- The Washington Times - Saturday, October 4, 2003

CHICAGO — Mark Prior was more than ready for his first playoff start. He went out and pitched one of the best games of his life.

Prior threw a two-hitter and outpitched Greg Maddux as the Chicago Cubs beat the Atlanta Braves 3-1 last night to take a 2-1 lead in their best-of-5 National League Division Series.

“He had great stuff and he’s really hard to hit,” Atlanta manager Bobby Cox said. “We didn’t hit that many balls hard. He was a little wild early and we didn’t take advantage of it.”

It was the first complete game by a Cubs pitcher in the postseason since Claude Passeau threw a one-hitter to beat the Detroit Tigers 3-1 in Game 3 of the 1945 World Series.

Matt Clement will start today, when the Cubs try to capture their first postseason series since winning the 1908 World Series. Russ Ortiz, the Braves’ 21-game winner who took the loss in Game1, will go on three days’ rest.

The Braves will need to wake up their bats and start catching the ball after making four errors.

Atlanta led the NL in every major hitting category this season: batting average (.284), homers (a franchise-record 235) and runs (907, another club mark), but the 23-year-old Prior was simply too good.

“This offense is very good — you’ve got to respect what they can do,” Prior said of the Braves.

He gave up only Marcus Giles’ single to shallow right-center in the third and Mark DeRosa’s pinch-hit double leading off the eighth. Atlanta spoiled the shutout when DeRosa moved up on a groundout and scored on Giles’ sacrifice fly.

Prior, who won 18 games in his first full major league season, walked four, struck out seven and was bolstered by a frenetic crowd at Wrigley Field.

“I tried to stay calm and focused and make pitches,” Prior said. “The crowd has been awesome all year.”

The Cubs got to Maddux in the first on Randall Simon’s two-out, two-run single that followed a key stolen base and wild pitch. Aramis Ramirez, acquired from the Pirates during the season just as Simon was, added a two-out RBI double in the eighth, and Prior made it stand up.

“I thank Pittsburgh for letting us have them, and they’ve been absolutely awesome for us,” Prior said.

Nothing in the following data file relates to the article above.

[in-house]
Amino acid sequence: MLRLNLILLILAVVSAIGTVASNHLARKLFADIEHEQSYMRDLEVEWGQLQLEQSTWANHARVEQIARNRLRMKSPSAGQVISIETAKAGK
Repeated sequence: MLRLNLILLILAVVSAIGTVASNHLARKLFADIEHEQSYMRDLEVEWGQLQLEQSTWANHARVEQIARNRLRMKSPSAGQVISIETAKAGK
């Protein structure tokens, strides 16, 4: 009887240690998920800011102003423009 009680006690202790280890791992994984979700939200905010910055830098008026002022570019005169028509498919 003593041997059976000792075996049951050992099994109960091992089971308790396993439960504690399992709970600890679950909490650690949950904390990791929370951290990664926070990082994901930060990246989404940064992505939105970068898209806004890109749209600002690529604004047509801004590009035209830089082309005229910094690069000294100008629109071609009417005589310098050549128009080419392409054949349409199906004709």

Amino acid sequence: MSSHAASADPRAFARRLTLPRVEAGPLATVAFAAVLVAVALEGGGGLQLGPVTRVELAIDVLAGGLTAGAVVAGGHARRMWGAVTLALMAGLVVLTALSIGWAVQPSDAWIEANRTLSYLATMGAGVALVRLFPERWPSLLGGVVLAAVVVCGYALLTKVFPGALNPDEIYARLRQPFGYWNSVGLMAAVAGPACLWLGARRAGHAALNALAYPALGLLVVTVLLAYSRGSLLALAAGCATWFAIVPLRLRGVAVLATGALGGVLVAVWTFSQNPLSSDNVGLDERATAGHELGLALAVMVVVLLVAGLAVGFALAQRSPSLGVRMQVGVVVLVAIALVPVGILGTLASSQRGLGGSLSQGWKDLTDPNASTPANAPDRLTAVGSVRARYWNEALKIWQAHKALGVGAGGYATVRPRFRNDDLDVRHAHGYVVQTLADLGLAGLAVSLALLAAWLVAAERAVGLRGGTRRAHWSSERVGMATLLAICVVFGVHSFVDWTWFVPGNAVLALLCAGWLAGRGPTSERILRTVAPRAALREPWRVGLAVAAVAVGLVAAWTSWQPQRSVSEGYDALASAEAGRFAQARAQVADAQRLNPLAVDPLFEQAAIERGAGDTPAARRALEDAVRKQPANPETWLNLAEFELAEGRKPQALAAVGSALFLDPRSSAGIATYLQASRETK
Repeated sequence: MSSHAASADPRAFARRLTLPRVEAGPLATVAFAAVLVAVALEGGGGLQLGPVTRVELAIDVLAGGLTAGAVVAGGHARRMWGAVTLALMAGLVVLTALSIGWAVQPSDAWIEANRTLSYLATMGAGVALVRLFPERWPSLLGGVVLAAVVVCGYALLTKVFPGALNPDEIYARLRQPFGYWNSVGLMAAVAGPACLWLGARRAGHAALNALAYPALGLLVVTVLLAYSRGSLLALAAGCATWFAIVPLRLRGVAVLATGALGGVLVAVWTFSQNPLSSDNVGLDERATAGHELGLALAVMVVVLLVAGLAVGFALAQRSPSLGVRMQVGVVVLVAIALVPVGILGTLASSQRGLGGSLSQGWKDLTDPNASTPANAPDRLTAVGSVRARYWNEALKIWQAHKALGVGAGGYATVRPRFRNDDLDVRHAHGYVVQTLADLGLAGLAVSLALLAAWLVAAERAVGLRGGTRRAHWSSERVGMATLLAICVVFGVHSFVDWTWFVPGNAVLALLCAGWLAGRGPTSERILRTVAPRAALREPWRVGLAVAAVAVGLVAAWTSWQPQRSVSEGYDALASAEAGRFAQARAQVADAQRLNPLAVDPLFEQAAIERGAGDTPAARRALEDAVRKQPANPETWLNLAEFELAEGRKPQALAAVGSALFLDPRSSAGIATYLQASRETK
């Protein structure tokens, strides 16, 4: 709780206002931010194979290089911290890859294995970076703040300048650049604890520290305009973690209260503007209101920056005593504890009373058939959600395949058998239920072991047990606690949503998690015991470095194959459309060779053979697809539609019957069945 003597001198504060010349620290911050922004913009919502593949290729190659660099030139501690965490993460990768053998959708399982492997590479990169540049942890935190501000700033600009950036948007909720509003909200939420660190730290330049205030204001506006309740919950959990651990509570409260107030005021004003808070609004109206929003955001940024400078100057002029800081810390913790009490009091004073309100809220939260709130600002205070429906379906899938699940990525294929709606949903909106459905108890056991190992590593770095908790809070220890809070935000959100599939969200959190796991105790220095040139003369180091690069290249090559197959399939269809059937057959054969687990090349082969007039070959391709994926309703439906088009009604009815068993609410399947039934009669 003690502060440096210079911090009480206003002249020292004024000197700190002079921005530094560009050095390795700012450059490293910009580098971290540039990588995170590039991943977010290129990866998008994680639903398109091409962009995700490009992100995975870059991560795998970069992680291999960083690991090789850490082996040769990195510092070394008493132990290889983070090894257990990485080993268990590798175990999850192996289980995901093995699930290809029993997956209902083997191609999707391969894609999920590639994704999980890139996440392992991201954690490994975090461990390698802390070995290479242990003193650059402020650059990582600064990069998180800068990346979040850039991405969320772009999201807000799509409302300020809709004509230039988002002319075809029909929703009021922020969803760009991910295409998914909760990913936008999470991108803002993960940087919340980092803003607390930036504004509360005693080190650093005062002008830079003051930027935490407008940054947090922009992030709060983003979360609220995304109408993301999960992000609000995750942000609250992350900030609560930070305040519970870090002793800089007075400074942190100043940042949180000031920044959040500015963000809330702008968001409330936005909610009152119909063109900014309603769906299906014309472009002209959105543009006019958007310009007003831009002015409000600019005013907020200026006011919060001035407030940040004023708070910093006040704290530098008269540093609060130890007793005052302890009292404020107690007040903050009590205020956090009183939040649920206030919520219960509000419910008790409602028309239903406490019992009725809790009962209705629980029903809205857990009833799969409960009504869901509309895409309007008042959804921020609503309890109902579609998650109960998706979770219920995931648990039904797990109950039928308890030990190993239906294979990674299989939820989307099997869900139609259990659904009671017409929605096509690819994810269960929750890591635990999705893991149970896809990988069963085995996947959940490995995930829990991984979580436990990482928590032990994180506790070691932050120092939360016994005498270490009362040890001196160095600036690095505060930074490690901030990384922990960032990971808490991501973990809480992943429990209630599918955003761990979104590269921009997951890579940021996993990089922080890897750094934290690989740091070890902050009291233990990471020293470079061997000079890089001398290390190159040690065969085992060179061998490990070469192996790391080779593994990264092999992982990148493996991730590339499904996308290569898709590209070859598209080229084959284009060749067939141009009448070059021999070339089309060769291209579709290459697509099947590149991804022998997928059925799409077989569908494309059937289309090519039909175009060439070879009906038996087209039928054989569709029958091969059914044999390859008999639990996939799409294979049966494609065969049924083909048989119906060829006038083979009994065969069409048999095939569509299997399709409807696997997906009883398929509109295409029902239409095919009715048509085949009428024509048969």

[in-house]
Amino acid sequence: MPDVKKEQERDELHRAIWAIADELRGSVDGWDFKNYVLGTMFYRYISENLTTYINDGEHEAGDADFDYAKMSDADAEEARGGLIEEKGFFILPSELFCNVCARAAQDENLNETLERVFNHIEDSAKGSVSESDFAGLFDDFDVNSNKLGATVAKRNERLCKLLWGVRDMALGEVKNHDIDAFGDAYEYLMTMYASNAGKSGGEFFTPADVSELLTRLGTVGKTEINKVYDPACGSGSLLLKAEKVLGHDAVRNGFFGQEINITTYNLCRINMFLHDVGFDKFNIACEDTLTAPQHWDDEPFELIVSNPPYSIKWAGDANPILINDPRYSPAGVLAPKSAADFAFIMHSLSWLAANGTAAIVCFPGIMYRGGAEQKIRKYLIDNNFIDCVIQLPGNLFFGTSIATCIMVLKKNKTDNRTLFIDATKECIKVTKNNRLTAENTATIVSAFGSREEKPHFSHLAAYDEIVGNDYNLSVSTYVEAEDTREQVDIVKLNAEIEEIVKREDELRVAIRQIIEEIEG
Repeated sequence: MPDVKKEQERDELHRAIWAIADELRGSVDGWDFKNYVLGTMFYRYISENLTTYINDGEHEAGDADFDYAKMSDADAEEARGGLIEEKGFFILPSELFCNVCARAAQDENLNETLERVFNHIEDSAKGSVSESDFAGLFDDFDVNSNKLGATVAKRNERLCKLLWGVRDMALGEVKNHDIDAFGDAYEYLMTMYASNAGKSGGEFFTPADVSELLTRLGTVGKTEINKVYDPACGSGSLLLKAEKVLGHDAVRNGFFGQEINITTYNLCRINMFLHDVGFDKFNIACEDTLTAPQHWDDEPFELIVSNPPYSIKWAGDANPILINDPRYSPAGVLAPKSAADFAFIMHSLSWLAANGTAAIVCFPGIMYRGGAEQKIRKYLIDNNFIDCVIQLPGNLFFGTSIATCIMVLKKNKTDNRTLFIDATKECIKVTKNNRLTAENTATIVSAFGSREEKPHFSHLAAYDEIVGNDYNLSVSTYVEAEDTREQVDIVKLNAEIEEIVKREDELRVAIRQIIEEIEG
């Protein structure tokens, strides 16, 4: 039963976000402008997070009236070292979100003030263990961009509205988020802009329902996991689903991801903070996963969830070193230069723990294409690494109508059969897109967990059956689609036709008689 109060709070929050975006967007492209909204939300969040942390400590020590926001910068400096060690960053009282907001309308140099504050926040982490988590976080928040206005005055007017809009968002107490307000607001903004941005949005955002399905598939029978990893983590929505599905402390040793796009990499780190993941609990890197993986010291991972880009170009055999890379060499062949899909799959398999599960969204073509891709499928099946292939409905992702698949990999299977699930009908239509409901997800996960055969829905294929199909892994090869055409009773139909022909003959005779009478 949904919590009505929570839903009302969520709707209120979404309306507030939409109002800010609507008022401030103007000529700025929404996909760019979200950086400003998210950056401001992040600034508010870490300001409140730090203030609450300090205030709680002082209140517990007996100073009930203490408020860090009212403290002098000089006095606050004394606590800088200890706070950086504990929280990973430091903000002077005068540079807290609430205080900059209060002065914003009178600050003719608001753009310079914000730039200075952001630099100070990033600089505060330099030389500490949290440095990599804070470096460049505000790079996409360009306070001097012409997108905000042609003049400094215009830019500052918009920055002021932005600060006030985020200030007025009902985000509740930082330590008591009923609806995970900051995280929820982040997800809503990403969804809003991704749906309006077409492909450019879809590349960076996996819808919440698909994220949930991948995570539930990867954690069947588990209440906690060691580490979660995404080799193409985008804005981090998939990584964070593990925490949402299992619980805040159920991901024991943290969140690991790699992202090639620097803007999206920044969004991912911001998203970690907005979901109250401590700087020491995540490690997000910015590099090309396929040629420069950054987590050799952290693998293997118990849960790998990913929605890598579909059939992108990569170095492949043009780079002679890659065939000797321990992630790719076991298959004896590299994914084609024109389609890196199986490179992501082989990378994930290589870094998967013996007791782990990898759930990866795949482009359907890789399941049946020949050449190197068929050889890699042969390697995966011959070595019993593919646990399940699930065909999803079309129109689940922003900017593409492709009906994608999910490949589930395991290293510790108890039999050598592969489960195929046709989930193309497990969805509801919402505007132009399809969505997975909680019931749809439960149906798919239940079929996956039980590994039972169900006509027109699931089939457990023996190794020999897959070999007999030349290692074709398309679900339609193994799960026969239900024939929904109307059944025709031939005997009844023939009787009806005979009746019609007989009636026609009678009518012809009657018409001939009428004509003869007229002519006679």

Maddux lasted six innings, giving up six hits and two runs in his 31st playoff appearance, including 29 starts.

Cox said Maddux hurt his calf muscle in the first and third innings but pitched through it.

“I don’t feel like we’re scrambling. I’m not down at all,” Cox said. “All we have to do is win two games, and we’ve done that hundreds of times.”

It was Giles who collided with Prior on the basepaths July 11, hurting the young right-hander’s shoulder and eventually landing him on the disabled list.

When Prior came off the DL on Aug.4, he was one of baseball’s most dominant pitchers, going 10-1 down the stretch to lead the Cubs to their first division title since 1989 — when Maddux was still in Chicago.

Prior also hit Gary Sheffield in the left hand with a pitch in the sixth, but got out of the inning when Chipper Jones and Javy Lopez hit into forceouts.

Sheffield, who bruised his hand, was 0-for-2 with a walk and is just 1-for-10 in the series.

Maddux, who won the first of his four Cy Young Awards in 1992, his last year with the Cubs, gave up two first-inning runs, and the Braves couldn’t catch up.

Kenny Lofton fouled off four straight pitches and singled on a 2-2 pitch to start the bottom of the first. Mark Grudzielanek dropped down a bunt and Braves first baseman Robert Fick — who had a key potential double-play grounder go off his glove in Game 1 — slipped trying to field the ball and Grudzielanek reached on a single.


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